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Dr Adrian Chappell BSc, PhD

Dr Adrian Chappell

BSc, PhD

Reader in Climate Change Impacts

School of Earth and Ocean Sciences

Email
chappella2@cardiff.ac.uk
Telephone
+44 (0)29 2087 0642
Campuses
Room 1.16A, Main Building, Park Place, Cardiff, CF10 3AT
Users
Available for postgraduate supervision
  • Land surface processes
  • Soil erosion
  • Geomorphology
  • Geostatistics
  • Remote sensing
  • Reader in Climate Change Impacts – School of Earth and Ocean Sciences, Cardiff University (2017-present)
  • Principal Research Scientist in Land Surface Processes – Land & Water, CSIRO, Canberra Australia (2009-2017)
  • Senior Lecturer in Physical Geography – School of Environment and Life Sciences, University of Salford (1998-2007)
  • Postdoctoral Fellow 'Wind Erosion on European Light Soils (WEELS)' – Department of Geography, University College London (1996-1998)
  • Postdoctoral Fellow 'West African Sahelian fluxes'  – Department of Physical Geography, University of Lund, Sweden (1995-1996)
  • PhD – Department of Geography, University College London (1995)
  • BSc Geography – University of Coventry (1991)

Honours and awards

  • Fellowship, The Leverhulme Trust, Modelling-space-time variation in wind erosion

Professional memberships

  • Editor-in-chief Elsevier journal Aeolian Research
  • President of the International Society of Aeolian Research

Academic positions

  • Principal Scientist CSIRO, Canberra Australia
  • Senior Lecturer, University of Salford, Manchester, UK

Speaking engagements

  • “Global implications of neglecting soil erosion dynamics for a changing world” 18th conference of the International Soil Conservation Organisation (ISCO), El Paso, Texas, USA; June 2015.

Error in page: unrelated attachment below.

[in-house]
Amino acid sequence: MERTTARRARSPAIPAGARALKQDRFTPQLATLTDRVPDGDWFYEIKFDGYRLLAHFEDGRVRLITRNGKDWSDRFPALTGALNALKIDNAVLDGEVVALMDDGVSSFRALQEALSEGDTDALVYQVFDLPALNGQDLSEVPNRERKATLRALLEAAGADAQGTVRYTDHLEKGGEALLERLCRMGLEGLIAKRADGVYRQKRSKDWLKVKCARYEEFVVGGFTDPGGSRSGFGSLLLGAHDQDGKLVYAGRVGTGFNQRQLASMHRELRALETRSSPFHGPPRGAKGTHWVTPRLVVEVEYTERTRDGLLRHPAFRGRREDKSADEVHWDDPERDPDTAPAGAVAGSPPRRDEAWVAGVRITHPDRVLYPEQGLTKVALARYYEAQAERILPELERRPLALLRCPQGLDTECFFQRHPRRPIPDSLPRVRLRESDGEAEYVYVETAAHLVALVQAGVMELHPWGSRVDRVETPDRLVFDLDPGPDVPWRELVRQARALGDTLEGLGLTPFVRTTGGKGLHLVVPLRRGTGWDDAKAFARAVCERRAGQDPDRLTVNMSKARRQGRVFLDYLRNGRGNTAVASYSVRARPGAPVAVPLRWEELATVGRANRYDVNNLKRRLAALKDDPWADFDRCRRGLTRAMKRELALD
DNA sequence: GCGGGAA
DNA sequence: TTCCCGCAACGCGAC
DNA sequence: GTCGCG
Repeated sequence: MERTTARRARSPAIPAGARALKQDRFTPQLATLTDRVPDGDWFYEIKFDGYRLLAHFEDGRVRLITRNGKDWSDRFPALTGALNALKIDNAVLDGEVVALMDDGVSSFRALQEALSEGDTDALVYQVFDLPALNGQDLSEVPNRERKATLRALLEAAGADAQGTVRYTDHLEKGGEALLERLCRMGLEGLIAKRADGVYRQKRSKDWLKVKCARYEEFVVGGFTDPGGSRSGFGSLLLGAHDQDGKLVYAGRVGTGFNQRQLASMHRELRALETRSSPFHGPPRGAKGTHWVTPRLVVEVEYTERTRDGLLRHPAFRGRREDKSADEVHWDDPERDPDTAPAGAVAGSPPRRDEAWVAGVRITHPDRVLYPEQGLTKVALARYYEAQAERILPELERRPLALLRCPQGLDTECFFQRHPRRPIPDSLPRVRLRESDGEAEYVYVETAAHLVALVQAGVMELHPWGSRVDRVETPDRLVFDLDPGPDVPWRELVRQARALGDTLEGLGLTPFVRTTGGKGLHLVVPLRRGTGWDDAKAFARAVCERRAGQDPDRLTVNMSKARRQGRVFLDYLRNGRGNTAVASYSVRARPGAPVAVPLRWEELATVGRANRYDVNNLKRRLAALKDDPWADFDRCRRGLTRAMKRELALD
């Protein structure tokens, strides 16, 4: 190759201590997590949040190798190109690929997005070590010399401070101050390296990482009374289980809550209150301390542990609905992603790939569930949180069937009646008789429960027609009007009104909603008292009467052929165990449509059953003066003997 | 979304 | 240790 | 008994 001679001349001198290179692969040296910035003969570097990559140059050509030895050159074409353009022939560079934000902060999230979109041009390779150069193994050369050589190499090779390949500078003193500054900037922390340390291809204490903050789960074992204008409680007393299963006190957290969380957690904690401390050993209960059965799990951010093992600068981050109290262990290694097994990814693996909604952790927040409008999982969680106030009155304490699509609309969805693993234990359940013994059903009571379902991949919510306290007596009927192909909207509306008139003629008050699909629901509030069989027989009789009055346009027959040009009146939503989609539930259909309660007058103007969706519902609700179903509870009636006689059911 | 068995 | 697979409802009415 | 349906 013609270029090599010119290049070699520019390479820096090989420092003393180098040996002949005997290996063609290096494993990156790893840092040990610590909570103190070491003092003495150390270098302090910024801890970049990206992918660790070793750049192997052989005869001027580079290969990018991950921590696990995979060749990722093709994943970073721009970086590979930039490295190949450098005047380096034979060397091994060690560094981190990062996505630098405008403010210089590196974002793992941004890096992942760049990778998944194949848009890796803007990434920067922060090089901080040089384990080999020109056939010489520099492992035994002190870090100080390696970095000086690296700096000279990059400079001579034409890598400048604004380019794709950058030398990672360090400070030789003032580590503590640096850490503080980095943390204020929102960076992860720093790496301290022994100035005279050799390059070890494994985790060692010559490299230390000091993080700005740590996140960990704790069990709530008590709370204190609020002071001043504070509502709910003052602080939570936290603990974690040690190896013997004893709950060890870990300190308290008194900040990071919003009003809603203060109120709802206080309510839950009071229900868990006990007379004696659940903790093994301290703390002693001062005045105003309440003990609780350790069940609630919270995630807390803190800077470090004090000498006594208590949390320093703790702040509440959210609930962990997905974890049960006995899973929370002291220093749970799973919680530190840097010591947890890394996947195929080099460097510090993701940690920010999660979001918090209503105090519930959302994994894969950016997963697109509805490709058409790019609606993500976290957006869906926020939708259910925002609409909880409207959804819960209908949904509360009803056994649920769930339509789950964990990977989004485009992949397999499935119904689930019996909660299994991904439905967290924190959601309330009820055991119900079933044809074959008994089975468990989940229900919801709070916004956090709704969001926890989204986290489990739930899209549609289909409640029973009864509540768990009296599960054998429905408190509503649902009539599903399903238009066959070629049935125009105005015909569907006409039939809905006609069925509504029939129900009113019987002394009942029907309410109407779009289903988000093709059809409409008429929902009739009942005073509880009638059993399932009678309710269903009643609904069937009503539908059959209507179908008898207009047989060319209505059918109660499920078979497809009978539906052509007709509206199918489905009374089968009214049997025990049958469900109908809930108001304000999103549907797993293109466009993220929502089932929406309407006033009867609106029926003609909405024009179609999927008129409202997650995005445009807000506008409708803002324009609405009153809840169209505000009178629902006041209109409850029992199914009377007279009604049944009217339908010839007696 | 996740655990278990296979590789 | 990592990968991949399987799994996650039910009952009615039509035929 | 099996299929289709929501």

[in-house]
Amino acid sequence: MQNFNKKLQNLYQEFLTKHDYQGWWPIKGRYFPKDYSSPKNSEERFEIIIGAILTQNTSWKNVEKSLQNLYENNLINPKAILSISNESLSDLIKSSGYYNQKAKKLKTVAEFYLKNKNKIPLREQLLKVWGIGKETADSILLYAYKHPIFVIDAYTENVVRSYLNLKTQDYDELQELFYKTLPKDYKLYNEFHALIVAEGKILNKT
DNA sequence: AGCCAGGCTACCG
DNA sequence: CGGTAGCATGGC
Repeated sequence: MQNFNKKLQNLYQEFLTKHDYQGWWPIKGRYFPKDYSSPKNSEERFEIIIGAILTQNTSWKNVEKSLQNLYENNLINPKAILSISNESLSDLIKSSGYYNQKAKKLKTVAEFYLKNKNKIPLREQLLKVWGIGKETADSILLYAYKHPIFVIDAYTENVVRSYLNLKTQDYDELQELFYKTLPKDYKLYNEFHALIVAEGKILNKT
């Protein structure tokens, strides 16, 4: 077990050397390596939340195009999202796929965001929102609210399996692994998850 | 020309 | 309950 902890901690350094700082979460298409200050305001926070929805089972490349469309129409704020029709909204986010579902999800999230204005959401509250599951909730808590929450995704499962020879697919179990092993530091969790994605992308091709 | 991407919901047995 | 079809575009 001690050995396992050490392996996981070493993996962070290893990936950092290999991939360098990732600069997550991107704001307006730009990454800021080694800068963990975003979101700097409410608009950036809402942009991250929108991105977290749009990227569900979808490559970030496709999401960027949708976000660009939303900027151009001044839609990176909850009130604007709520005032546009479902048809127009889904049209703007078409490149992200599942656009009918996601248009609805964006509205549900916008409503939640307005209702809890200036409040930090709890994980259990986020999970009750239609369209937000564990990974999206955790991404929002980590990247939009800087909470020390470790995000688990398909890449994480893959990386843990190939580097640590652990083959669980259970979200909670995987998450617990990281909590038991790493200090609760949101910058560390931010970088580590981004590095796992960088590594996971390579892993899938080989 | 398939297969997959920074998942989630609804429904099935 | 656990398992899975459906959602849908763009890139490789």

• “Reduced complexity estimates of aerodynamic properties for land surface models” at the workshop on Paleoclimate Modeling and Aeolian Dust as Climate Proxy, University of Cologne, Nov, 2014.
  • “Global significance of soil erosion for C cycling” at the RCN FORECAST Workshop on “Representing soil carbon dynamics in global land models to improve future IPCC assessments”, Breckenridge, Colorado; June, 2014
  • “Improving wind erosion and dust emission modelling for agricultural monitoring” Invited speaker to the United States Department of Agriculture (USDA) - Agricultural Research Service (ARS), Lubbock, Texas; Dec 2013.
  • “Upscaling wind and dust emission using albedo” - ‘Mineral dust aerosols: from small‐scale insights to large‐scale understanding’, American Geophysical Union, San Francisco, USA, Dec 2013.
  • “Using albedo to estimate wind erosion over large areas” - International workshop on mineral aerosol and its impact on climate and Environment, Lanzhou, China, Aug 2009

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I am a geographer specialising in geomorphology and particularly drylands. I currently support the modules of

EA1202 - Earth Surface Processes

EA1206 - Environmental Geography Field Skills

EA2216 - The Ocean-Atmosphere System

EA3141 - Earth and Environmental Science Dissertation

EA4205 - Climate Change: from science to policy

My current research is on wind erosion and dust emission and particularly representing these processes in land surface models (LSMs) to improve regional and global carbon (C), dust (D), energy (E) and water (W) cycles for CO2 emission and human impact on global climate change.

Land surface dynamics of global dust emission schemes to improve climate change projections
Project Background